thesis available

Dear colleagues,

My PhD thesis "Call-By-Push-Value" is available at


The abstract is below.

Paul Blain Levy, Boston University

PhD thesis, Queen Mary, University of London, March 2001

Call-by-push-value (CBPV) is a new programming language paradigm,
based on the slogan ``a value is, a computation does''.  We claim that
CBPV provides the semantic primitives from which the call-by-value and
call-by-name paradigms are built.   The primary goal of the thesis is
to present the evidence for this claim, which is found in a remarkably
wide range of semantics: from operational semantics, in big-step form
and in machine form, to denotational models using domains, possible
worlds, continuations and games. 

In the first part of the thesis, we come to CBPV and its equational
theory by looking critically at the call-by-value and call-by-name
paradigms in the presence of general computational effects.  We give a
Felleisen/Friedman-style CK-machine semantics, which explains how CBPV
can be understood in terms of push/pop instructions. 

In the second part we give simple CBPV models for printing,
divergence, global store, errors, erratic choice and control effects,
as well as for various combinations of these effects.  We develop the
store model into a possible world model for cell generation, and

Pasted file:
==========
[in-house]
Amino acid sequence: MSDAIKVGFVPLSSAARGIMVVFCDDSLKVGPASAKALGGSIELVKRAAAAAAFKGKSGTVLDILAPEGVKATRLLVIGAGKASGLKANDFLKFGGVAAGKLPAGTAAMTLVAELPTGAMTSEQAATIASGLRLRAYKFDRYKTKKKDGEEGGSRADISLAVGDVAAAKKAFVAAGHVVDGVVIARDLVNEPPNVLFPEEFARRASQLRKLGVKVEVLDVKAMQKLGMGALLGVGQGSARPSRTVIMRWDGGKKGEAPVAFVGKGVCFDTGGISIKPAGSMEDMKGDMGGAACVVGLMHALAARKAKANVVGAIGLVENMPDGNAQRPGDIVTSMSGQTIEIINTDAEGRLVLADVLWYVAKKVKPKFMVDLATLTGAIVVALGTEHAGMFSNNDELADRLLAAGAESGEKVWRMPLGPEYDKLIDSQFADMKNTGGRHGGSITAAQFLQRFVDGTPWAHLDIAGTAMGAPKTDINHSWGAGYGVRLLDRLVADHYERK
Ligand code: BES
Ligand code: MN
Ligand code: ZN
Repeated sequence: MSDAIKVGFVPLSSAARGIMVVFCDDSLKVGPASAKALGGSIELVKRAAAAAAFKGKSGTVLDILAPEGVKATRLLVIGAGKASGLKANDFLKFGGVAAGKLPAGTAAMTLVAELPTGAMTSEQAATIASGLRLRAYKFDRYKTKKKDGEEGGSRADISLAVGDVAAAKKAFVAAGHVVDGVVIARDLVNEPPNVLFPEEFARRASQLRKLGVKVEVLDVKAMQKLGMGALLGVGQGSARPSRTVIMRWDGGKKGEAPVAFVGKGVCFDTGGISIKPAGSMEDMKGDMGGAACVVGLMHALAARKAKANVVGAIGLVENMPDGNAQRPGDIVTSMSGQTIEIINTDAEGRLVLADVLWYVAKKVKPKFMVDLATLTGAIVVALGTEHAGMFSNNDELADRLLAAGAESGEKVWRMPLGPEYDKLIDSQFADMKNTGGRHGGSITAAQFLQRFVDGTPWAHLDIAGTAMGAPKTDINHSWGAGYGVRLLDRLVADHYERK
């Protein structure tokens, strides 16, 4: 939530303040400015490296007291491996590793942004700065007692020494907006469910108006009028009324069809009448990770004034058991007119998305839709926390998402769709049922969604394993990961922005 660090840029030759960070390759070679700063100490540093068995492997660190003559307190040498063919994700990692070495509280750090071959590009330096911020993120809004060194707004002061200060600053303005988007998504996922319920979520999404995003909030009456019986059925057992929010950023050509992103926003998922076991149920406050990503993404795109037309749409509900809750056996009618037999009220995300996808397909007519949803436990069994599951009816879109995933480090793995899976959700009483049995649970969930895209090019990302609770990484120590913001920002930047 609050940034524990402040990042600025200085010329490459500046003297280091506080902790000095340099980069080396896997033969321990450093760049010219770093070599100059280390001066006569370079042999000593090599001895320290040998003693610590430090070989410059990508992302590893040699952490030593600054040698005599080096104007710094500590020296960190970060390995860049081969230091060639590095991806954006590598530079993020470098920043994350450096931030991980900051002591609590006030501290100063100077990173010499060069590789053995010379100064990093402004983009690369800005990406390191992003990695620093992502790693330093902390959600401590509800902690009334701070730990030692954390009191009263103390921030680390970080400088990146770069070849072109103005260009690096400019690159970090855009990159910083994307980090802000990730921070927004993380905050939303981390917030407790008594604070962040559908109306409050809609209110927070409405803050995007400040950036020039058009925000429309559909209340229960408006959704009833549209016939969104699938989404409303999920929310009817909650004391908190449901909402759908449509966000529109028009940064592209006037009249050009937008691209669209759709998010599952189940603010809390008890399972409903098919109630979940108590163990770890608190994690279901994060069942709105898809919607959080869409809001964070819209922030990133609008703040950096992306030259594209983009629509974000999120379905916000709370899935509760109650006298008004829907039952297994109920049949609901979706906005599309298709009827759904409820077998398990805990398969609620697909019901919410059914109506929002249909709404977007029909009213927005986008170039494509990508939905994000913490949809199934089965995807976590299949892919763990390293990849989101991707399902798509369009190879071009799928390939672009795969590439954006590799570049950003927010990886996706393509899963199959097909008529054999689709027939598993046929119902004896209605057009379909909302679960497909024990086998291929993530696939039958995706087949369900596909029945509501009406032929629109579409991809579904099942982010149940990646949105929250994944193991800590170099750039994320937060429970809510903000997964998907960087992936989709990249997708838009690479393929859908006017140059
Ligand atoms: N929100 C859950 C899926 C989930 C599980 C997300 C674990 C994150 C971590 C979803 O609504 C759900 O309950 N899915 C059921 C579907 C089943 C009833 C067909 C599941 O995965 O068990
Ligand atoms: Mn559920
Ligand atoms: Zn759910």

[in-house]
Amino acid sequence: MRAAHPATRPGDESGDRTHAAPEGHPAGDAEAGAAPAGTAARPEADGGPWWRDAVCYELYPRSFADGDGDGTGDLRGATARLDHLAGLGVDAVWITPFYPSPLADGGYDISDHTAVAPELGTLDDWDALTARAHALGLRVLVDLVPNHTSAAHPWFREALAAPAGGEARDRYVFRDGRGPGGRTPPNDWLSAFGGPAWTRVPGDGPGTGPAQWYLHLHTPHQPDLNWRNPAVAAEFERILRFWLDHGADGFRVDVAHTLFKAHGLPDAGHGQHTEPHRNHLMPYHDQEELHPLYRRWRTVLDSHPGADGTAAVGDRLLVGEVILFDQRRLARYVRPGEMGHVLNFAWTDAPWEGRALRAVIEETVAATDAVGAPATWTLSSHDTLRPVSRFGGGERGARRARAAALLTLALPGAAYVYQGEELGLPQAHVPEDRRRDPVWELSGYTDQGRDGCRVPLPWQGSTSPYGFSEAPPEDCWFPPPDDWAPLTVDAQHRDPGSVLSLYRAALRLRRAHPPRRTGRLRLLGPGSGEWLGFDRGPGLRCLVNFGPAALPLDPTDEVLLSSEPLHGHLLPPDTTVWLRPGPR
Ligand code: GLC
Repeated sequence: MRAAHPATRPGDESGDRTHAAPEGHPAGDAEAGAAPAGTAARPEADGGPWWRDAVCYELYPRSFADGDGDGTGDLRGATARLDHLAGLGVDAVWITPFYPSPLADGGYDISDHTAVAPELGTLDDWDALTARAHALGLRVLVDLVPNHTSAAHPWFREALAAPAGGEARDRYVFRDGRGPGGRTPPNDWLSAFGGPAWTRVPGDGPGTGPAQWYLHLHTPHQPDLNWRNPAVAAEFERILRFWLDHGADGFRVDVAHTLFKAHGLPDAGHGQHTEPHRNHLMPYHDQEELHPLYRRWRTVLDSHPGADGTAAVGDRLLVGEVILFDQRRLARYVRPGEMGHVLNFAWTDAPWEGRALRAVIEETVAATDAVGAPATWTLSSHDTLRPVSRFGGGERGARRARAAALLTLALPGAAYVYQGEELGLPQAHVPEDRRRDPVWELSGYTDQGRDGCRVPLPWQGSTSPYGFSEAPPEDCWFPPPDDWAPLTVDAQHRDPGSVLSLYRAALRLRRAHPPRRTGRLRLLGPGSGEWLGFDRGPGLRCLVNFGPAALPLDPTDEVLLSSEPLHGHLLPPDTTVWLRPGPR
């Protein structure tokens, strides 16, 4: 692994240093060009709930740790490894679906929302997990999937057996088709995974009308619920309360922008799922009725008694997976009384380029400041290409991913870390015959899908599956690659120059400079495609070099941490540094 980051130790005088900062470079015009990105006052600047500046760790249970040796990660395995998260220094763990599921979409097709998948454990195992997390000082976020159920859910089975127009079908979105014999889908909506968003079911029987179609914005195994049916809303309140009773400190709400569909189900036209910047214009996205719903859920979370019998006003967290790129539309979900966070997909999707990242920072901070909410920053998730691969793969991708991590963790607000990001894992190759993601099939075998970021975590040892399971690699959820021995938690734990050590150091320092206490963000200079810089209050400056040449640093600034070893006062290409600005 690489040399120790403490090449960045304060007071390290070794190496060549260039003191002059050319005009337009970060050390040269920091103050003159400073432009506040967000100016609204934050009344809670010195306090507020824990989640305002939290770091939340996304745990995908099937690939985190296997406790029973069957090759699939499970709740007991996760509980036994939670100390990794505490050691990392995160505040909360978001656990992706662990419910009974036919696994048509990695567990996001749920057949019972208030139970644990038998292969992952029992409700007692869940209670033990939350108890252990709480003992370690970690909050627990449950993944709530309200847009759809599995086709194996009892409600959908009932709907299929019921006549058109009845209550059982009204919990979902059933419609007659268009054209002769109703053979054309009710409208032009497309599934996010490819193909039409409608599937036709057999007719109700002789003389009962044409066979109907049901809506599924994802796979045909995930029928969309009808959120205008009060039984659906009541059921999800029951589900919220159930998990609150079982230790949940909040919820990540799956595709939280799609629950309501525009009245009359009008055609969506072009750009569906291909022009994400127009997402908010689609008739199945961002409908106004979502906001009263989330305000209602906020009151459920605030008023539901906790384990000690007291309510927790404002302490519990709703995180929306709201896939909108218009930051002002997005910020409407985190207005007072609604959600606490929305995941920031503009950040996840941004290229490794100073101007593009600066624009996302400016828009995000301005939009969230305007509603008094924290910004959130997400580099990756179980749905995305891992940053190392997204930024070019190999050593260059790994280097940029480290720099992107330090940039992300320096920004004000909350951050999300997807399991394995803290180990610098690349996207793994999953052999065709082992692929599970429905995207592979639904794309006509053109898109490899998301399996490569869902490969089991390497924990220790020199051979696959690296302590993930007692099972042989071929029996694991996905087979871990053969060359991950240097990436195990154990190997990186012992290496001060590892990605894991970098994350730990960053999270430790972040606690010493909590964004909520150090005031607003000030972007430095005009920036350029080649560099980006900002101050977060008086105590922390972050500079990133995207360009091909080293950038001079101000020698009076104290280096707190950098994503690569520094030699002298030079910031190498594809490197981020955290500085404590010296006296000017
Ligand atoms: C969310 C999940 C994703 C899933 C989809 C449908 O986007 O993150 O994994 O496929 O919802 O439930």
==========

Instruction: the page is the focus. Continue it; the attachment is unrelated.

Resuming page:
(following Steele) we develop the control model into a ``jumping
implementation'' using a continuation language called
Jump-With-Argument (JWA). 

We present a pointer game model for CBPV, in the style of Hyland and
Ong. We see that the game concepts of questioning and answering
correspond to the CBPV concepts of forcing and producing respectively.
We observe that this game semantics  is closely related to the jumping

In the third part of the thesis, we study the categorical semantics
for the CBPV equational theory.  We present and compare 3 approaches: 
\item models using \emph{strong monads}, in the style of Moggi;
\item models using \emph{value/producer structures}, in the style of Power
  and Robinson;
\item models using (strong) adjunctions.
All the concrete models in the thesis are seen to be adjunction models.